A new novel about the Stephen sisters, Virginia Woolf and Vanessa Bell, will be out late this year.

Vanessa and Her Sister novelVanessa and Her Sister, written by Priya Parmar and published by Ballantine Books, opens in 1905 as the Stephen siblings move from Kensington to the famous Bloomsbury. Conflict ensues when Vanessa falls in love, Virginia spirals into madness, and Vanessa must decide whether she should pursue her own life or put her sister first, according to a Bookreporter review. Read more review comments on this new piece of historical fiction.

However, it’s not the first novel written about the two famous Stephen sisters. Susan Sellers published her acclaimed version, Vanessa and Virginia, in 2009.

Installation of the "Virginia" series in the Mythopoesis exhibit

Installation of the “Virginia” series in the Mythopoesis exhibit

In “Virginia,” one of six photo series in Mythopoesis, the MA degree show at the University of Brighton, Annalaura Palma displays photos retracing Virginia Woolf’s steps from Monk’s House in Rodmell, Sussex, to the River Ouse where she drowned herself March 28, 1941.

Palma explains that since no one knows the exact path Woolf took to the river or the precise spot she entered, the walk embodied an imaginary element.

Between spring and summer, Palma went on foot from Monk’s House to the River Ouse many times. In the process, she noticed swamps and bogs hidden by weeds that evoked a ghostly body shape.

“The water creates crevices in the land that evokes a ghostly body shape. I looked for Virginia Woolf ’s presence in her beloved landscape and  I found her in the water. In my photographs, she became water: I imagined her like a water spirit who inhabits the landscape of the Ouse Valley which once she described ‘an inland sea’. – Palma

virginia07low

“Virginia” exhibit photo from the catalogue, as provided by the artist

In an email, Palma said the photos in her “Virginia” series, which are handmade C-type photos, are just the start of a longer photographic project about Woolf and the English landscape. She is based in the UK and considers an investigation around the relationship between text and the photographic image is central to her work, according to her website.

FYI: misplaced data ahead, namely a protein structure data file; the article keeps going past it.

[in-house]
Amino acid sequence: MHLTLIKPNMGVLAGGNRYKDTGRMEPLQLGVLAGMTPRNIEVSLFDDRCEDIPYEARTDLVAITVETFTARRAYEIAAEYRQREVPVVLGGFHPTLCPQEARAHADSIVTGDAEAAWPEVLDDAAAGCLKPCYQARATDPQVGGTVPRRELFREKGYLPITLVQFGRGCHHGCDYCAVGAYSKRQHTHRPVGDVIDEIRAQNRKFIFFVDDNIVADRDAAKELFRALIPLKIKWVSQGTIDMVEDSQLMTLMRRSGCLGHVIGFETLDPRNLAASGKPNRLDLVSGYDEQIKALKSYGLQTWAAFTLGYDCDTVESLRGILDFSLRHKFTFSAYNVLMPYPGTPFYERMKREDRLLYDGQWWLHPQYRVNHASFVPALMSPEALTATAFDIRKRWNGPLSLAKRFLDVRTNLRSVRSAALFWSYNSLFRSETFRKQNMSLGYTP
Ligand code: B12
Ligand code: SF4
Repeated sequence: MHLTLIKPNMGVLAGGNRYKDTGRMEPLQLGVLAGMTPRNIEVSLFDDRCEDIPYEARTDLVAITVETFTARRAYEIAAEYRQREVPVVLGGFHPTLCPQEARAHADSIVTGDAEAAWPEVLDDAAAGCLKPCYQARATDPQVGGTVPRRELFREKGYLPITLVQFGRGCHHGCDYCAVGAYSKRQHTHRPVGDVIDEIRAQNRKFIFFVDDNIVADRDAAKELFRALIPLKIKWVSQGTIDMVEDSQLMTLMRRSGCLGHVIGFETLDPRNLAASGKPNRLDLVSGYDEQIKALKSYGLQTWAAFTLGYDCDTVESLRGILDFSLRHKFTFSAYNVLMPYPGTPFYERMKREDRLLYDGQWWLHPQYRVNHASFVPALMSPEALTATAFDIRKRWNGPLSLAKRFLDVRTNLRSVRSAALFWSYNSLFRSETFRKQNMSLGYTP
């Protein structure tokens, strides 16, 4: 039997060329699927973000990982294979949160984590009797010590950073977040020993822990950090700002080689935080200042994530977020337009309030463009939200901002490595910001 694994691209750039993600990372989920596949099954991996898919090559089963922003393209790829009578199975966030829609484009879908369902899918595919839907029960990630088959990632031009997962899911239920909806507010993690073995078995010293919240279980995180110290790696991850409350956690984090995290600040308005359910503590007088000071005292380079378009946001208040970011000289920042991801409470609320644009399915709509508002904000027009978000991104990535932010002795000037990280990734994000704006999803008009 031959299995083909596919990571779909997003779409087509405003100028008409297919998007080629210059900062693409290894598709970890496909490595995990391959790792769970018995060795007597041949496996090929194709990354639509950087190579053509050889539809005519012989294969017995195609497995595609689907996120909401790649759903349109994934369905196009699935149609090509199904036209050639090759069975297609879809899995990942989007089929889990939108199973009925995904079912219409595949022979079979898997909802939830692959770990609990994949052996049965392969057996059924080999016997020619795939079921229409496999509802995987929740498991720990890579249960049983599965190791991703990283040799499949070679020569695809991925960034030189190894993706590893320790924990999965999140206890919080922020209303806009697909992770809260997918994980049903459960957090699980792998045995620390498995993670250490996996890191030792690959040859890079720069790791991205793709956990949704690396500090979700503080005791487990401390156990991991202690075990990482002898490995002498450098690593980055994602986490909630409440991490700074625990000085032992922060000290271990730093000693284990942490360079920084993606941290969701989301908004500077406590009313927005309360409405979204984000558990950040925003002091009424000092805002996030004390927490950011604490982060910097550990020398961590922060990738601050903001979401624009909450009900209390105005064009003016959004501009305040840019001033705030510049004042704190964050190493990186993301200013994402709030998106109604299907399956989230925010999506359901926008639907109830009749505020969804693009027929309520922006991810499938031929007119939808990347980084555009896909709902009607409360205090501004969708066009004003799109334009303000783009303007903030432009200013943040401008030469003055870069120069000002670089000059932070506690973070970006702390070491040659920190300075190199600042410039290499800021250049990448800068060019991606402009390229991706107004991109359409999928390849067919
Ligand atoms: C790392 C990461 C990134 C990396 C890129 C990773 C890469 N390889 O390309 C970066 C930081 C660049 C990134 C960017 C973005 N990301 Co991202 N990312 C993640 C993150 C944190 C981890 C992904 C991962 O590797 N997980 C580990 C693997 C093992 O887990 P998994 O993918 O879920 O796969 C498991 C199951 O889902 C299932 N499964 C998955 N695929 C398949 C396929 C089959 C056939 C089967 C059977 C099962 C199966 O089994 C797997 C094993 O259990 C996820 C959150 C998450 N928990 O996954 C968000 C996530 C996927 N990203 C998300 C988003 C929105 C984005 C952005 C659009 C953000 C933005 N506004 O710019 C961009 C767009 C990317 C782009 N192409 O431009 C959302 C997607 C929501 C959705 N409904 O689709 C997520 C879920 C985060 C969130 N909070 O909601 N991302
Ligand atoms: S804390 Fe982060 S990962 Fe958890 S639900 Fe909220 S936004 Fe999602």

Show dates for Mythopoesis are Sept. 12-19, with an opening reception Sept. 12, 5:30 to 9 p.m. at the Faculty of Arts Grand Parade. Palma’s photographs will also be published in a magazine.

Woolf on pain relief

Woolf quote on recording

Woolf around the Web

A few recent Woolf sightings:

  • A history project in San Francisco’s gay district that honors Virginia Woolf. The last bronze plaque of the 20 in the Rainbow Honor Walk will memorialize Woolf as a deceased person in the LGBT community who left a lasting legacy. Author Armistead Maupin will dedicate her plaque, which will be located near the Twin Peaks bar at the corner of Castro and 17th streets.
  • An open letter to Woolf: To the Late Virginia Woolf by Erin Lin published Aug. 29, 2014. Screen Shot 2014-09-01 at 11.56.58 AM
  • Book recommendations from a Berkeley-based bookstore with a Woolf-related name, Mrs. Dalloway’s Literary & Garden Arts. The shop offers Mrs. Dalloway’s Better Than a Book Club Selections and the Welcome to Clarissa’s Bookshelf young adult blog.
  • Dr. Claire Nicholson’s exploration of  Woolf’s often ambivalent relationship with clothes and fashion as part of the National Portrait gallery’s exhibit on Virginia Woolf. The Luncthtime Lecture, Virginia Woolf: A Woman of Fashion?, is free and will be held Sept. 4 at 1:15 p.m. at the NPG.
  • Insurrections of the Mind, coming Sept. 16 from Harper Perennial, collects 70 essays from the influential The New Republic magazine that includes one from Woolf.
  • A review of the documentary Secrets from the Asylum that mentions Laura Stephen, Woolf’s half-sister.
  • Orlando was sold out in Akron, Ohio.
  • Woolf broke a grammar rule regarding accusative predicates.
  • This list of “Six Best Books” includes Maggie Gee’s Virginia Woolf in Manhattan.
  • What do we see when we read? A take on Lily Briscoe’s painting in To the Lighthouse — and how we see Woolf’s words and Lily’s painting.